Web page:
if:book's Kate Eltham is currently blogging for if:book from the O'Reilly Tools of Change for Publishing Conference in New York City.
Brian O'Leary: Context First, A Unified Field Theory of Publishing
As authoring, repository and distribution tools become both much cheaper and more widely distributed, the format-driven organization of content (newspapers, magazines, books etc) is giving way to a new, more granular and perhaps deeply uncomfortable model. The new model presents specific opportunities for publishers, particularly those who can use their expertise to tag content and make it both more discoverable and reusable. It also presents challenges to publishers who cannot let the “container” metaphor go in moving to digital platforms.
Damage done by the "container model of publishing".
Book, mag and newspaper publishing is unduly governed by the containers we've used for centuries to transmit information.
The process of filling the container strips out context (background, annotations, metadata, community, extra-textual relationships). The current workflow hiererchy, container first, is already outdated. We must start with context, preserve its relationship to content.
Make it easy for readers to discover, read and share content across digital platforms.
Contianers limit how we think about our audience, but in stripping context, also limit how readers find our content.
Digital make convergence inevitable.
We already live in a world where we can author, store and distribute digital and phyiscal content in multiple channels simultaneously at the push of a button. The future is here, just not evenly distributed (William Gibson quote)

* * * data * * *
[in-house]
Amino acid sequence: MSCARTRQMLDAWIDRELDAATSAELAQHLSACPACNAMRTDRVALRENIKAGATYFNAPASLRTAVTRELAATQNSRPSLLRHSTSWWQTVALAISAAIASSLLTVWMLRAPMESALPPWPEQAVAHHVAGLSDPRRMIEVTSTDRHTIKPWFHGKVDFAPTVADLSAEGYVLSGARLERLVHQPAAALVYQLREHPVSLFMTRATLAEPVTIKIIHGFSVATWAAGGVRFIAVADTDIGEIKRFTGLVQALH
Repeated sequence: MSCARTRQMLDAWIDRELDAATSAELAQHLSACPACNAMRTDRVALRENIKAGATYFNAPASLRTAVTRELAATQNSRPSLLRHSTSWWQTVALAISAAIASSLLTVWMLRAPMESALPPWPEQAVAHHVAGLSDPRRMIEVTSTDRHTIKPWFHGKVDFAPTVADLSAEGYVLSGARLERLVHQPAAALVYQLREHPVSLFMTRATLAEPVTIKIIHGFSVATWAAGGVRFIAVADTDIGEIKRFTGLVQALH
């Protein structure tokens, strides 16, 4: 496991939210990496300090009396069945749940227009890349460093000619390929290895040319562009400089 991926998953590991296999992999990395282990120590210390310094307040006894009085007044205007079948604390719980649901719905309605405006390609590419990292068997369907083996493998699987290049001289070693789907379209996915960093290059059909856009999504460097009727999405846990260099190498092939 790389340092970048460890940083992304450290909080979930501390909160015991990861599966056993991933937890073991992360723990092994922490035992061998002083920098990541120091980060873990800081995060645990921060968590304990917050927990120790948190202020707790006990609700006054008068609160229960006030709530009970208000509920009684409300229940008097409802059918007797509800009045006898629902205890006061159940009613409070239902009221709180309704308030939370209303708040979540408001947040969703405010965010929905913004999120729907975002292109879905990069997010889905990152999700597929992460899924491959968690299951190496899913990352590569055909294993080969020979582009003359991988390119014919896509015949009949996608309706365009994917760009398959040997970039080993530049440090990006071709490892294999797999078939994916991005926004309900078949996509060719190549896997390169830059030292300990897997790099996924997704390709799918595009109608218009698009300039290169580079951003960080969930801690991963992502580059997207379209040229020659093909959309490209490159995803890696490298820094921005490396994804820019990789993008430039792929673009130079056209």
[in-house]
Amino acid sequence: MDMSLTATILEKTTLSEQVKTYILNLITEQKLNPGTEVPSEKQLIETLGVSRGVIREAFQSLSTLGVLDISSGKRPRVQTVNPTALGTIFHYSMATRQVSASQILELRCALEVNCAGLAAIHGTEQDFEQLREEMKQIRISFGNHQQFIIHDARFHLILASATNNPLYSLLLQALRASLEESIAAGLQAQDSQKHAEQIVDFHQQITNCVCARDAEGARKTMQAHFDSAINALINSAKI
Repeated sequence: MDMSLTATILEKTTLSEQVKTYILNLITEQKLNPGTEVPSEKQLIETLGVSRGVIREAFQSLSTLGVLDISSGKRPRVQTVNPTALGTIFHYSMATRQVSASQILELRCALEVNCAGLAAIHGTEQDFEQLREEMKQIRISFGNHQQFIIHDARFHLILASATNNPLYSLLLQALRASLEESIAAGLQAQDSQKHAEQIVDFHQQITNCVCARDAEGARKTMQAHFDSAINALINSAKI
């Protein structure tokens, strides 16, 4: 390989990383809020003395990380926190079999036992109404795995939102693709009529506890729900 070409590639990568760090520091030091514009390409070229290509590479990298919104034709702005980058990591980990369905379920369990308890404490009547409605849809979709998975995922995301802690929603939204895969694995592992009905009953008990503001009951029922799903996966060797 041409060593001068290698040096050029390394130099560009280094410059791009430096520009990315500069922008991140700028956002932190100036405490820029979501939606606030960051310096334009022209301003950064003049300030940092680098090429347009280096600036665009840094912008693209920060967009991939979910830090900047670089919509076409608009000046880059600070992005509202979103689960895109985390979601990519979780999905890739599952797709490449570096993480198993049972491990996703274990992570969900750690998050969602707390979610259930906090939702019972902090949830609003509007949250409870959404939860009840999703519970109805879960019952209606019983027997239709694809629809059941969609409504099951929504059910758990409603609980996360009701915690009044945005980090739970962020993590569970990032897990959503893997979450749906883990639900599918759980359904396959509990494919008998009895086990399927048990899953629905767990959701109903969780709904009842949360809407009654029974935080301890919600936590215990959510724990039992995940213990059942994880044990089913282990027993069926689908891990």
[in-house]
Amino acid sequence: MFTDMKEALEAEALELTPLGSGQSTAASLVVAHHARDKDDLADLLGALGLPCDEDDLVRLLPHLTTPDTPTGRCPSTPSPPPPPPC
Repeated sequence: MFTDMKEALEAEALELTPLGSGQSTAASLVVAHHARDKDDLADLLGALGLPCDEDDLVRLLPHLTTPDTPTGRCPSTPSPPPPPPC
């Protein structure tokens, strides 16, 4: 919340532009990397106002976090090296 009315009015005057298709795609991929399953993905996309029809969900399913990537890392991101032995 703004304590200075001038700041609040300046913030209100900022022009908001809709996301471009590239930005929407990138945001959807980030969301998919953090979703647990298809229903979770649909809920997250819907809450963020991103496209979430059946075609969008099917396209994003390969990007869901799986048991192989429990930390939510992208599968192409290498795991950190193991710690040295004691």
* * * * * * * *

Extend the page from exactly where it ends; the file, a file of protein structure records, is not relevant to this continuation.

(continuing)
Publishers aren't the only ones looking at new content market opportunities. There's a new generation of born-digital companies that already in our space.
The challenge isn't just being digital, it's being demonstrably relevant to audience who naturally turn to digital channels for meaning.
By choosing container first, we discard the useful stuff that comprises context: tags, metadata, annotations etc. It is costly and inefficient to reconstruct this after building our containered content first, rather than to consider the applications of this context first.
Publishers have made context the last thing they think about.
When content scarcity was the norm, we could live in limited context. But now, in era of abundance editors have new and different role: figuring out how what is published will be discovered.
Reverse the paradigm. Start with context. Containers should be the output of digital workflows. Only way to compete in a digital-first content-abundant universe.
We need new skill sets to compete, but those aren't the toughest challenges. Changing workflow is.